All authors contributed to this paper. Conceptualization, C.B., D.-M.T., A.D., D.A., J.H., S.M. and N.M.; methodology, C.B., D.-M.T. and N.M.; formal analysis, C.B., D.-M.T. and N.M.; investigation, C.B., D.-M.T. and N.M.; resources, C.B., D.-M.T., A.D., D.A., J.H. and S.M.; data curation, N.M. and C.B.; writing—original draft preparation, C.B. and N.M.; writing—review and editing, D.-M.T., A.D., D.A., J.H. and S.M.; supervision, C.B., A.D. and S.M.; project administration, C.B., A.D. and S.M.; funding acquisition, C.B., A.D. and S.M. All authors have read and agreed to the published version of the manuscript.


The development of the pilot face-to-face program was supported and funded by the University of Southern Queensland Student Services, now Student Success and Wellbeing. A-Skills Online was funded and supported by the University of Southern Queensland through the Office for the Advancement of Learning and Teaching, Open Educational Resources grant.

Institutional Review Board Statement

The study was conducted in accordance with the Declaration of Helsinki and approved by the Human Research Ethics Committee of The University of Southern Queensland, Australia (HREC approval numbers H15REA005 and H18REA140).

Informed Consent Statement

Informed consent was obtained from all participants involved in the study.

Data Availability Statement

Some data are available on request due to restrictions related to the maintenance of the privacy of participants.

Conflicts of Interest

The authors declare no conflict of interest. The funders had no role in the design of the study; in the collection, analyses, or interpretation of data; in the writing of the manuscript; or in the decision to publish the results.


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Figure 1. Activity graph of participant interactions by individual (n = 38; 4049 total interactions).
Figure 1. Activity graph of participant interactions by individual (n = 38; 4049 total interactions).
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Figure 2. Frequency of participant interactions (n = 38).
Figure 2. Frequency of participant interactions (n = 38).
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Table 1. Summary of the in-person A-Skills programme.
Table 1. Summary of the in-person A-Skills programme.
ModuleContentAlignment with Basic Psychological Needs
Module 1Welcome and introductions; planning for the semester; sharing experiences; sensory preferencesAutonomy, competence and relatedness
Module 2Study skills and student supportAutonomy and competence
Module 3Problem-solving; reframing; experiencing setbacks; creating new supportsAutonomy and relatedness
Module 4Invited guest academic; communication with lecturers; looking after yourselfCompetence and relatedness
Module 5Looking after yourself; stress and anxiety managementAutonomy, competence and relatedness
Module 6Stress and anxiety management; coping strategiesRelatedness
Module 7Career advice; employment interviews; life on campus check-inAutonomy, competence and relatedness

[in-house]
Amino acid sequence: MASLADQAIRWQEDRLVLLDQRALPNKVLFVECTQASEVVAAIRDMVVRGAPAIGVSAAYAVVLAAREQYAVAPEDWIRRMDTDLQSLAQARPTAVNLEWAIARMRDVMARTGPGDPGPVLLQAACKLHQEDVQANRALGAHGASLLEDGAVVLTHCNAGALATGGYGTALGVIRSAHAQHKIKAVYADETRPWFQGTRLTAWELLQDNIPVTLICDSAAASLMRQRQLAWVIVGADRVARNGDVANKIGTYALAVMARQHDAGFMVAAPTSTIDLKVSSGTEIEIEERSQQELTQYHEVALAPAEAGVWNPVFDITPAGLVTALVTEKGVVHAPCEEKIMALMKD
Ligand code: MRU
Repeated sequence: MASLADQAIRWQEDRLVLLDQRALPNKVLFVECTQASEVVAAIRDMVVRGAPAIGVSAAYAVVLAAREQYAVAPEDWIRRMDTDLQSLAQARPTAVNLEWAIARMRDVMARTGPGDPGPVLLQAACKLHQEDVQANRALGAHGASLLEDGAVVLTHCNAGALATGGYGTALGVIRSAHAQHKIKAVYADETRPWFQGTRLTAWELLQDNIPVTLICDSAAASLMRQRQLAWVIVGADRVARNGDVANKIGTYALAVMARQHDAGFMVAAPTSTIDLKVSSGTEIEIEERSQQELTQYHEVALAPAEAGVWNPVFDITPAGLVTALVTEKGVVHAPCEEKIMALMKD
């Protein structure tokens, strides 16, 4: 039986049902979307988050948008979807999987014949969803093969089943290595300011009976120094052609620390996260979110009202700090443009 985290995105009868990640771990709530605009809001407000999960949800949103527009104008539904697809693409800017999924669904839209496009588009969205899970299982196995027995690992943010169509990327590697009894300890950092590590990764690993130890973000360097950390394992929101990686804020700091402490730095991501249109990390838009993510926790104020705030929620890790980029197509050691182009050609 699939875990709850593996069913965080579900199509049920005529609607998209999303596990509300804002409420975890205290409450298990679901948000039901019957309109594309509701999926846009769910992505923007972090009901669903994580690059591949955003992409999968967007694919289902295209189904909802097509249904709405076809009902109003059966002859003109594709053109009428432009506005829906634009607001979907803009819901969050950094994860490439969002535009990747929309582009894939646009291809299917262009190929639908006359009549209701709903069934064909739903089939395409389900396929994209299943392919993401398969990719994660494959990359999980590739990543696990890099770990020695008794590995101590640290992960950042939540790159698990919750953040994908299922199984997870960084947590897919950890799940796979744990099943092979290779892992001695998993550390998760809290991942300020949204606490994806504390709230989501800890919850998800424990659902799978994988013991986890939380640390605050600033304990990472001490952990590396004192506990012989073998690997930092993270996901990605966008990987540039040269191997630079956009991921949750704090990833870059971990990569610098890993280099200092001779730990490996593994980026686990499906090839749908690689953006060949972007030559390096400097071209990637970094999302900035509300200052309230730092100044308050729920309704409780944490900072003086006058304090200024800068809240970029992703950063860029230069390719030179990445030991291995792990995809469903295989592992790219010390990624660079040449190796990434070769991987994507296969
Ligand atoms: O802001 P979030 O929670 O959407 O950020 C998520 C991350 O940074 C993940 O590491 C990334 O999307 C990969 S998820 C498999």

Module 8Autistic employment mentor; employment and disclosure experiences; life on campus check-inAutonomy, competence and relatedness
Module 9Exam preparation; values and goalsAutonomy, competence and relatedness
Module 10Exam preparation; values and goals; student support resourcesAutonomy, competence and relatedness
Table 2. Overall student reflections of the A-Skills programme.
Table 2. Overall student reflections of the A-Skills programme.
CampusGoals Were MetBetter Able to Manage StudiesFacilitators Were SupportiveConfidence in FacilitatorsOverall Benefit
Campus 14.253.505.004.754.50
Campus 33.502.675.004.005.00
Note: Scores reported are mean results of participant ratings.
Table 3. Summary of ratings of most useful study area.
Table 3. Summary of ratings of most useful study area.
Learning Area% of Selections as Most Useful
Learning university processes27%
Meeting new people22%
General study skills18%
Assignment preparation0%
Exam preparation0%
Table 4. Participant interactions with course topics.
Table 4. Participant interactions with course topics.
Topic FocusParticipant Interactions
Support within the university302
Introduction to A-Skills233
Setting Yourself Up for Success164
Persisting Through Challenges98
Looking After Yourself95
Life After University68
Disclosure and Self-Advocacy21
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Brownlow, C.; Martin, N.; Thompson, D.-M.; Dowe, A.; Abawi, D.; Harrison, J.; March, S. Navigating University: The Design and Evaluation of a Holistic Support Programme for Autistic Students in Higher Education. Educ. Sci. 2023, 13, 521.

AMA Style

Brownlow C, Martin N, Thompson D-M, Dowe A, Abawi D, Harrison J, March S. Navigating University: The Design and Evaluation of a Holistic Support Programme for Autistic Students in Higher Education. Education Sciences. 2023; 13(5):521.

Chicago/Turabian Style

Brownlow, Charlotte, Neil Martin, Donna-Marie Thompson, Amelia Dowe, Ding Abawi, Jessica Harrison, and Sonja March. 2023. "Navigating University: The Design and Evaluation of a Holistic Support Programme for Autistic Students in Higher Education" Education Sciences 13, no. 5: 521.